In this week’s Frontline Academy blog Donald Forrester explains how it feels to be working in the fast-paced environment of our first Summer Institute
What is the Frontline Summer Institute like? The phrase that best captures it for me is that it is like a pressure cooker. This is a simile that may mean little to readers under 40, due to them new-fangled microwaves. But pressure cookers were a memorable part of my childhood. I remember my mum carefully screwing down the lid on a chunky pot, putting it on the gas and then a sense of excitement and not a little fear as the pot heated up, steam escaped through the safety valve in alarming bursts and my young self felt that there was a risk that the whole thing might blow up. Fortunately it never did, of course, and we benefitted from the speed and efficiency of pressure cooking – though more than anything the sense of excitement and fear has always remained with me.
So that’s what the Summer Institute is like: 1970s cooking. Well, at least insofar as it is exciting, fast and pressurised. The intensity is something unlike anything any of the academic team have experienced before. 12 hour day is followed by 14 hour day. Breaks become impromptu meetings dealing with a participant issue or addressing a practical problem. It is, quite frankly, exhausting. So is it worth it?
My biggest worries about Frontline were about the Cohort. I was genuinely anxious on the first day that I would turn up to a room full of young people in suits who looked like wannabe management consultants. Discovering a bunch of people who were committed to the values of great social work and who reminded me of students from every other social work course I have taught on was a huge relief. I could easily imagine them being social workers.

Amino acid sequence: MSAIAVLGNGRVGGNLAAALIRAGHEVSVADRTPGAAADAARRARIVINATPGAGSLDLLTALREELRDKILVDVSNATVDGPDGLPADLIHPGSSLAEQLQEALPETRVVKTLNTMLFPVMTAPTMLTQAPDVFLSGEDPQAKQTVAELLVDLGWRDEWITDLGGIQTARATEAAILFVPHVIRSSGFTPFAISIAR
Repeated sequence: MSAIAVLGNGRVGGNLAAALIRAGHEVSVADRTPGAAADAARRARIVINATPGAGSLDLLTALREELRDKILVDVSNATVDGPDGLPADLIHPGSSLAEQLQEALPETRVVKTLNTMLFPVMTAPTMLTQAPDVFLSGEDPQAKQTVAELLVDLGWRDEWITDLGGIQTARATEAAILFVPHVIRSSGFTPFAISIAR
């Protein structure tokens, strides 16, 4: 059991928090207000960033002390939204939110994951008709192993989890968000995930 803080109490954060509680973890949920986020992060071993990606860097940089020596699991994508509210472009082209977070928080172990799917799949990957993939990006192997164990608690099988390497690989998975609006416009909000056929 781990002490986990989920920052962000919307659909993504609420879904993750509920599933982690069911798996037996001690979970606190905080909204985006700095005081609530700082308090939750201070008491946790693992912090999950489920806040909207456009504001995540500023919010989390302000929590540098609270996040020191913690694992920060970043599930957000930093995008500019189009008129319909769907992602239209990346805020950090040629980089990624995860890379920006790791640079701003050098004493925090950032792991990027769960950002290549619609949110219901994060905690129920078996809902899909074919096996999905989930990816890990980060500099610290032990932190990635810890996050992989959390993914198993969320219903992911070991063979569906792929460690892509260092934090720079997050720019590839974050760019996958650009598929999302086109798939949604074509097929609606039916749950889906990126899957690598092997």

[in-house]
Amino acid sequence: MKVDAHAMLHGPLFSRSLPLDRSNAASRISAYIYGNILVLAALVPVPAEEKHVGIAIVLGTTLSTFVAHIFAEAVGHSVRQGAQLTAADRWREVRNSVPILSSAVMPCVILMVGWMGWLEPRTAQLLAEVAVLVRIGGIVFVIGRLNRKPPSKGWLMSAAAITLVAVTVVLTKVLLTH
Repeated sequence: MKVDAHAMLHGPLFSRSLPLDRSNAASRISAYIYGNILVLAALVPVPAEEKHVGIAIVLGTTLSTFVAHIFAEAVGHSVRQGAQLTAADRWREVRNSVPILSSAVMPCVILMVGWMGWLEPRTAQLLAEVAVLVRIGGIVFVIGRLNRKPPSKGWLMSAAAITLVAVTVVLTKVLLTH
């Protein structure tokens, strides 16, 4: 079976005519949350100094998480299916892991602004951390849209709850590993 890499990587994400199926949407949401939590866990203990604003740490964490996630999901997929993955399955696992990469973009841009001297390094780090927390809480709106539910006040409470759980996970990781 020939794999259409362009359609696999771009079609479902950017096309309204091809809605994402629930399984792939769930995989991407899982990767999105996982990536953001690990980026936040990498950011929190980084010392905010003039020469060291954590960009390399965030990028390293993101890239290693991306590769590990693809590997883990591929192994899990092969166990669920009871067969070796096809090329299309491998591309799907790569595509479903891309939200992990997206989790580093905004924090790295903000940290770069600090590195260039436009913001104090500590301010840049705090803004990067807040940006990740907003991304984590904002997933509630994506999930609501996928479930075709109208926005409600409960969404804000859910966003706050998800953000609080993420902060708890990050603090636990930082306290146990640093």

Yet over the course of the first week I realised there were two important differences between this group and any others I had worked with. The first was the extraordinary consistency in the quality. There are great students on every social work course. Yet all of us on the teaching side have been struck by the consistently high quality of the Frontline participants. One of the Consultant Social Workers met her unit yesterday and told me this morning: “I just could not believe the quality of the students. They were amazing.” Time will tell, but my first impressions are that this is a pretty promising bunch of people.
The second difference took me longer to realise but is just as important. As I talked to participant after participant it became apparent that few would have come into social work if it were not for Frontline. The publicity and presence at recruitment fairs seems to have paid off. Great people who had not thought of social work are being brought into our profession.
Now our job is to help them become great social workers. If we can do that, and they make a difference to the lives of vulnerable children and families, then five weeks in the pressure cooker of the Summer Institute (not to mention the high levels of support for practice learning after this) will have been worth it – for us, for them and for the families.
Donald Forrester is the Frontline Academy’s Lead Professor